THE POISON TREE by Erin Kelly

THE POISON TREE

KIRKUS REVIEW

British journalist Erin Kelly’s debut suspense novel is a richly shaded work crammed with atmosphere, quirky characters and intricate plotting.

Karen Clarke’s perfectly ordinary life changes forever the day she spots an unusual girl writing a message on the corkboard in the hall of the London college where Karen studies linguistics. Biba Capel, a bohemian acting student, needs a tutor to help her with a German song she must learn for a production in which she’s appearing. Karen offers to help and before she realizes what has happened, she has been transported to a world she never knew existed. Instead of the flat occupied by her three stuffy school chums, Karen discovers that Biba and her brother, Rex, live in an old, crumbling mansion bordering a stretch of woods. When Karen’s boyfriend breaks up with her and her roommates set off for a summer in France without inviting Karen, she moves in with the Capel siblings and becomes an indelible participant in the dark and tragic events that shape their lives and bind them together forever. Told through flashbacks interwoven with scenes from the present, the book opens with Rex being released from prison, into Karen’s waiting arms. But the occasion is stressful: Karen has a secret and she’s terrified that someone will uncover it. The skillful intertwining of both the present and the past, which Kelly infuses with a mounting sense of urgency, is seamless.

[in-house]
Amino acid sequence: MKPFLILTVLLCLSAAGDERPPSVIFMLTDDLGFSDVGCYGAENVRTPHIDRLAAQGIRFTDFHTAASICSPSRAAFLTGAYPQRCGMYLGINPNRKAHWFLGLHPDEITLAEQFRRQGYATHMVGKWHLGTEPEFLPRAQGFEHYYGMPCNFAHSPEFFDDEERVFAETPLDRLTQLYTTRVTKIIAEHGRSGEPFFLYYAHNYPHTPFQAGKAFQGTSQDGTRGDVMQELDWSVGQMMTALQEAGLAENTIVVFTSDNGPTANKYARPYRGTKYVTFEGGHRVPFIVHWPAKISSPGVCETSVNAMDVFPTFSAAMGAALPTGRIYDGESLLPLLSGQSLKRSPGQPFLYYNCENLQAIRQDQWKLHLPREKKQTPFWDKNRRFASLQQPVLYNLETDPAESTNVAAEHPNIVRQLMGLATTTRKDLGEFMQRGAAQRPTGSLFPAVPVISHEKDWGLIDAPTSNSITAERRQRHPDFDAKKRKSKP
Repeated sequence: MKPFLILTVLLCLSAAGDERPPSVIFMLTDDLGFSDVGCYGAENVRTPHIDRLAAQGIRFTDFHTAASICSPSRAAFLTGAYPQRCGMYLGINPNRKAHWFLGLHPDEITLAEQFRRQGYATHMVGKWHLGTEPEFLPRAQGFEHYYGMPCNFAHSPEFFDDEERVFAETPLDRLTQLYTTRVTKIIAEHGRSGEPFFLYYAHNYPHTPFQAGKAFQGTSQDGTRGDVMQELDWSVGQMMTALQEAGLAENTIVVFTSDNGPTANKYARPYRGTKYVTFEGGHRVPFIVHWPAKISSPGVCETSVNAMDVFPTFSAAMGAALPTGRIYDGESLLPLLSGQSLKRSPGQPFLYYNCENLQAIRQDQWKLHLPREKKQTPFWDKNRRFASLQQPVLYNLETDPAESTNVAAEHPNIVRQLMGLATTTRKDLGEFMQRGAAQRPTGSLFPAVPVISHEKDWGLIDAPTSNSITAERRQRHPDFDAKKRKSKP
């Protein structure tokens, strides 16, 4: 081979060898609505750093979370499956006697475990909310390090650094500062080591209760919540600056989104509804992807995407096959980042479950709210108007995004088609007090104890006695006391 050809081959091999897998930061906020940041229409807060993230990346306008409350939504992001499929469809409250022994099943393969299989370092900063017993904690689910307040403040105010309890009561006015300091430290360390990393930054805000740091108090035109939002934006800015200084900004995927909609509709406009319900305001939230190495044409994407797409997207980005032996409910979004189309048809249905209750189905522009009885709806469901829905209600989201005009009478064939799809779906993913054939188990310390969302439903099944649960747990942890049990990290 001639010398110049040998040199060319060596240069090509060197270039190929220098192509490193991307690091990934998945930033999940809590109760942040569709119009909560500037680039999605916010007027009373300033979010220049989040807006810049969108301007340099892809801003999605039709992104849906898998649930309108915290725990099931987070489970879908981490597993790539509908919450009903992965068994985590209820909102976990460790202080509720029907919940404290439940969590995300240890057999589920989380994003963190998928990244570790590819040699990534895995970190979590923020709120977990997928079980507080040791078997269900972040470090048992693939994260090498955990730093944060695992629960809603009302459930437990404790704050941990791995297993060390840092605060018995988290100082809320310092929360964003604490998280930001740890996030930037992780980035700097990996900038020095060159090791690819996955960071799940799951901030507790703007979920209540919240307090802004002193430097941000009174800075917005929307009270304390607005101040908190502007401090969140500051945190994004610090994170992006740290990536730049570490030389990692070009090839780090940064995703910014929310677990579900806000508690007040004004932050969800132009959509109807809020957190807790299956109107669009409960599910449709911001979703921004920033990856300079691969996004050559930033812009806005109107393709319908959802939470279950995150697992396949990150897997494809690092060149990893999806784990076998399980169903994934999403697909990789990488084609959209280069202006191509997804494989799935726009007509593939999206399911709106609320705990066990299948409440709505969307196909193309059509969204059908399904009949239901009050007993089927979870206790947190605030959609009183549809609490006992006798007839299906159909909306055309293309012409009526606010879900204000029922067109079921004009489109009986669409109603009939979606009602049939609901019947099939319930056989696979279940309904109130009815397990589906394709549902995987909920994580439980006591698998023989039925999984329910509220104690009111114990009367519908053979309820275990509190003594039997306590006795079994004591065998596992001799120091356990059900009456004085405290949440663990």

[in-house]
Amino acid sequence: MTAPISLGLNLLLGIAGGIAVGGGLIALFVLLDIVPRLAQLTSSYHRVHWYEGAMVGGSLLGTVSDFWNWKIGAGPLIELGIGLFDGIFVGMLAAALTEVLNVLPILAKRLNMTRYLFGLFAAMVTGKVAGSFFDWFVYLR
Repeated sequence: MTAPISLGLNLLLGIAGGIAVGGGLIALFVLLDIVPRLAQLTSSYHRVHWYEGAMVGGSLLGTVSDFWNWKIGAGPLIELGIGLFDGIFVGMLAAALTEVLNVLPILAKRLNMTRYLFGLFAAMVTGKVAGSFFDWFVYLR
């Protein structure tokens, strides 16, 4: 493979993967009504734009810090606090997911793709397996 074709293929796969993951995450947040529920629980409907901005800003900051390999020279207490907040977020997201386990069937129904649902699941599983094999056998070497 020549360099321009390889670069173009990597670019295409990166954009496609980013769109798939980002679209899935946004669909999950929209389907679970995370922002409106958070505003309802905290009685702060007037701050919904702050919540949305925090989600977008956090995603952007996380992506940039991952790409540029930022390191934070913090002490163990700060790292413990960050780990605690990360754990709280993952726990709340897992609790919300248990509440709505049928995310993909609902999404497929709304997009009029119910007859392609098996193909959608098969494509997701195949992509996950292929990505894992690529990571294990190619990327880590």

A well-turned story that will linger in readers’ minds.

Pub Date: Jan. 10th, 2011
ISBN: 978-0-670-02240-3
Page count: 336pp
Publisher: Pamela Dorman/Viking
Review Posted Online:
Kirkus Reviews Issue: Nov. 1st, 2010




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